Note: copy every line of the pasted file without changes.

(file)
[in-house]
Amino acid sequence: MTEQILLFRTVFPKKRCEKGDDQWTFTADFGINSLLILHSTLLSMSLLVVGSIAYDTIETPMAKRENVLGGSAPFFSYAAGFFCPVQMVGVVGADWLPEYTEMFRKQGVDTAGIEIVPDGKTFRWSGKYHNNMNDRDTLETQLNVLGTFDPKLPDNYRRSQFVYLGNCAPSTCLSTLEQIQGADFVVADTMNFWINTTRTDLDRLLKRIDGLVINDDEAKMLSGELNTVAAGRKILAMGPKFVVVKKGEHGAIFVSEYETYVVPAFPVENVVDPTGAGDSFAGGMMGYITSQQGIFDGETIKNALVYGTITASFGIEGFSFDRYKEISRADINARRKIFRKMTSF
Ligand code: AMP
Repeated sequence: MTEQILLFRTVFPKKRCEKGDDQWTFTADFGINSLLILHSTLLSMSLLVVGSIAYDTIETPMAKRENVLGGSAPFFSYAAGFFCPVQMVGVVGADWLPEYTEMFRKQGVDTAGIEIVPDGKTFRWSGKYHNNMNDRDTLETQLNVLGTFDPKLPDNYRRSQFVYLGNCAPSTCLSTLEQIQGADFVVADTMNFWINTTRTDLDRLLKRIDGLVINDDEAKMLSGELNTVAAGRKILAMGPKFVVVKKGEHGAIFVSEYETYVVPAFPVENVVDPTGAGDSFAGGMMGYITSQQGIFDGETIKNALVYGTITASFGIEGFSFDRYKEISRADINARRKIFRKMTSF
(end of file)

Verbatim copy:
[in-house]
Amino acid sequence: MTEQILLFRTVFPKKRCEKGDDQWTFTADFGINSLLILHSTLLSMSLLVVGSIAYDTIETPMAKRENVLGGSAPFFSYAAGFFCPVQMVGVVGADWLPEYTEMFRKQGVDTAGIEIVPDGKTFRWSGKYHNNMNDRDTLETQLNVLGTFDPKLPDNYRRSQFVYLGNCAPSTCLSTLEQIQGADFVVADTMNFWINTTRTDLDRLLKRIDGLVINDDEAKMLSGELNTVAAGRKILAMGPKFVVVKKGEHGAIFVSEYETYVVPAFPVENVVDPTGAGDSFAGGMMGYITSQQGIFDGETIKNALVYGTITASFGIEGFSFDRYKEISRADINARRKIFRKMTSF
Ligand code: AMP
Repeated sequence: MTEQILLFRTVFPKKRCEKGDDQWTFTADFGINSLLILHSTLLSMSLLVVGSIAYDTIETPMAKRENVLGGSAPFFSYAAGFFCPVQMVGVVGADWLPEYTEMFRKQGVDTAGIEIVPDGKTFRWSGKYHNNMNDRDTLETQLNVLGTFDPKLPDNYRRSQFVYLGNCAPSTCLSTLEQIQGADFVVADTMNFWINTTRTDLDRLLKRIDGLVINDDEAKMLSGELNTVAAGRKILAMGPKFVVVKKGEHGAIFVSEYETYVVPAFPVENVVDPTGAGDSFAGGMMGYITSQQGIFDGETIKNALVYGTITASFGIEGFSFDRYKEISRADINARRKIFRKMTSF